Peaceful march honoring innocent victims of Sumgait pogrom held in Tbilisi

February 27 2024, 17:10


On February 25, 2024, a peaceful march honoring the innocent victims of the Sumgait pogrom took place in Tbilisi at the initiative of the Armenian Community of Georgia NGO and the Hayartun Educational and Cultural Center of the Armenian Diocese of Georgia.

A group of Armenians with the flags of Georgia, Armenia and Artsakh marched from the adjacent area of St. Ejmiatsin Church in the Avlabari district to Saint George’s Church, where His Grace Bishop Kirakos Davtyan served a memorial service after the end of a Sunday liturgy.

The liturgy was attended by Ambassador Extraordinary and Plenipotentiary of the Republic of Armenia to Georgia Ashot Smbatyan, diplomats of the Embassy, editor of the “Vrastan” newspaper Van Bayburtyan, and representatives of the Armenian intelligentsia in Tbilisi.

The Primate of the Armenian Diocese of Georgia delivered a speech:

“We remember Sumgait, the genocide, and the 44-day war, but what are we doing by remembering them? What steps are we taking? Unfortunately, we are doing nothing. Our nation today, like the prodigal son, takes a part of its life and wastes it. It does not want to keep it all, and only by remembering and cursing the enemy will we increase the days of remembrance. We rejoice when some country condemns all this, but this is nothing. When a small insect gets caught in a spider’s web, it gets tangled and stuck, and when the insect is big, it tears it up and comes out; therefore, no one can ever condemn the strong. To condemn the strong, you need to become stronger than them, but we seem to have accepted everything. Come to your senses; unite so that we can protect everything we have today.”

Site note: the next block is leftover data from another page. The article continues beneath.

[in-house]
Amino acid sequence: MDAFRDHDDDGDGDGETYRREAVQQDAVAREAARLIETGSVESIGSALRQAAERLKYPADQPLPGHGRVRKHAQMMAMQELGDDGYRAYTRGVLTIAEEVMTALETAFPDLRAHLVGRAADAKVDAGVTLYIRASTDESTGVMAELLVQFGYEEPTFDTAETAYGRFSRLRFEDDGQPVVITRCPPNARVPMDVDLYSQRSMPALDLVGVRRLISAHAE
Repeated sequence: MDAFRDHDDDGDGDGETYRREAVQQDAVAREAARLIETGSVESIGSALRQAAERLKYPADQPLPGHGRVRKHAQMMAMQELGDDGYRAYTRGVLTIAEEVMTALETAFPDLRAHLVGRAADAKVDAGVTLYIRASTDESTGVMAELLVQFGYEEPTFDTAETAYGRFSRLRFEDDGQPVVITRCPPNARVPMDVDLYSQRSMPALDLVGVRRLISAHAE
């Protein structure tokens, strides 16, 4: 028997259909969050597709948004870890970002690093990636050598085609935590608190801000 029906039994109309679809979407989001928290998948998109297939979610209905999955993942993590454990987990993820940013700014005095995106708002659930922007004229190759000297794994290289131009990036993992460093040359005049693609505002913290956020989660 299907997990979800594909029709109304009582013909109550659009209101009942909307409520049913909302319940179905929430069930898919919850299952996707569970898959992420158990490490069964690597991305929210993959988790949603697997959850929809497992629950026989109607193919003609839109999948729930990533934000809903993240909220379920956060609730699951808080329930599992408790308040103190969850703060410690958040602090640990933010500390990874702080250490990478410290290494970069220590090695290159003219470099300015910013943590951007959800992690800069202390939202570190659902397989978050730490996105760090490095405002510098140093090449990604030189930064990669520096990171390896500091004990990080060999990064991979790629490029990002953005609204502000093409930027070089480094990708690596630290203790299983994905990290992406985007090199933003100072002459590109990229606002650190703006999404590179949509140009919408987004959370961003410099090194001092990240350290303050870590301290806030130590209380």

Events honoring the memory of the innocent victims of the Sumgait pogrom continued at the Hayartun Educational and Cultural Center of the Armenian Diocese of Georgia, with the head of the center, Evgenia Markosyan, giving opening remarks and then Enok Tadevosyan giving a lecture.

A former resident of Baku came to the screening of the film about the Sumgait pogrom, and he told about how he and other families survived those days.

“The Sumgait pogrom is one of the most difficult and tragic events in our history, the impunity of which also led to the 1918 pogrom in Baku, the pogrom in Shushi, the 1990 pogrom again in Baku, the Maraga massacre, the granting of the title of national hero to Safarov for the brutal murder of Lieutenant Margaryan, the brutal 44-day war, and ethnic cleansing in Artsakh—the atrocities known to all of us during the war, which are widely covered on social media and can be found by everyone. All this shows that we need to learn lessons from history and unite because the Turks have not changed. Their goal is to annihilate the Armenians from this region, and those forces that are trying to mislead our people and convince them otherwise are all enemies of our people,” said Arthur Mirzoyan, Chair of the Armenian Community of Georgia NGO.

The event concluded with the speech of Rev. Fr. Kirakos Simonyan, who called on people to be closer to God and the Church and unite to resist evil and injustice.